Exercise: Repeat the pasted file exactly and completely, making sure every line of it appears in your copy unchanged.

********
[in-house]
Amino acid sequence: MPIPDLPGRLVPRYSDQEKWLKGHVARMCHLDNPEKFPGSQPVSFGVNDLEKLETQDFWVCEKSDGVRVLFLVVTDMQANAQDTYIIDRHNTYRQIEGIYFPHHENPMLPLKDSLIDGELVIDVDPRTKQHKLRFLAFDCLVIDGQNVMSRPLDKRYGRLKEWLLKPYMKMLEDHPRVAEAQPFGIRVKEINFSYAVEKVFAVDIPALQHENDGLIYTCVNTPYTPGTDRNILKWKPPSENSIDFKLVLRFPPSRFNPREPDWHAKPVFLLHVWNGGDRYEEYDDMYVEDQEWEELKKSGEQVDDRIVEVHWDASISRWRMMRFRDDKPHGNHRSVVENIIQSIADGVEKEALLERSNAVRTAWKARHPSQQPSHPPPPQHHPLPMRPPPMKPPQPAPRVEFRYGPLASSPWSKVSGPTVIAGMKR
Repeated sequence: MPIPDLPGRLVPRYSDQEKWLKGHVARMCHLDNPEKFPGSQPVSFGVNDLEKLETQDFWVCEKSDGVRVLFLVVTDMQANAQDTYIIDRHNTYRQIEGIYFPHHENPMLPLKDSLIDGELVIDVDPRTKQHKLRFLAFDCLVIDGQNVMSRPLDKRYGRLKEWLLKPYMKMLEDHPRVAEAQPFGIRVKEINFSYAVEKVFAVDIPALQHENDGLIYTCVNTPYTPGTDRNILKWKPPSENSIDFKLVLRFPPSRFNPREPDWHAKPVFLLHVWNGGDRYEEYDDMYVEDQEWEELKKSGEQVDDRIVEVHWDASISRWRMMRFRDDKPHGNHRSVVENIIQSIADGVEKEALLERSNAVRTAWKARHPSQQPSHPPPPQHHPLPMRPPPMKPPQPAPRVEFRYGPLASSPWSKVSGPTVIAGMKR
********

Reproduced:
[in-house]
Amino acid sequence: MPIPDLPGRLVPRYSDQEKWLKGHVARMCHLDNPEKFPGSQPVSFGVNDLEKLETQDFWVCEKSDGVRVLFLVVTDMQANAQDTYIIDRHNTYRQIEGIYFPHHENPMLPLKDSLIDGELVIDVDPRTKQHKLRFLAFDCLVIDGQNVMSRPLDKRYGRLKEWLLKPYMKMLEDHPRVAEAQPFGIRVKEINFSYAVEKVFAVDIPALQHENDGLIYTCVNTPYTPGTDRNILKWKPPSENSIDFKLVLRFPPSRFNPREPDWHAKPVFLLHVWNGGDRYEEYDDMYVEDQEWEELKKSGEQVDDRIVEVHWDASISRWRMMRFRDDKPHGNHRSVVENIIQSIADGVEKEALLERSNAVRTAWKARHPSQQPSHPPPPQHHPLPMRPPPMKPPQPAPRVEFRYGPLASSPWSKVSGPTVIAGMKR
Repeated sequence: MPIPDLPGRLVPRYSDQEKWLKGHVARMCHLDNPEKFPGSQPVSFGVNDLEKLETQDFWVCEKSDGVRVLFLVVTDMQANAQDTYIIDRHNTYRQIEGIYFPHHENPMLPLKDSLIDGELVIDVDPRTKQHKLRFLAFDCLVIDGQNVMSRPLDKRYGRLKEWLLKPYMKMLEDHPRVAEAQPFGIRVKEINFSYAVEKVFAVDIPALQHENDGLIYTCVNTPYTPGTDRNILKWKPPSENSIDFKLVLRFPPSRFNPREPDWHAKPVFLLHVWNGGDRYEEYDDMYVEDQEWEELKKSGEQVDDRIVEVHWDASISRWRMMRFRDDKPHGNHRSVVENIIQSIADGVEKEALLERSNAVRTAWKARHPSQQPSHPPPPQHHPLPMRPPPMKPPQPAPRVEFRYGPLASSPWSKVSGPTVIAGMKR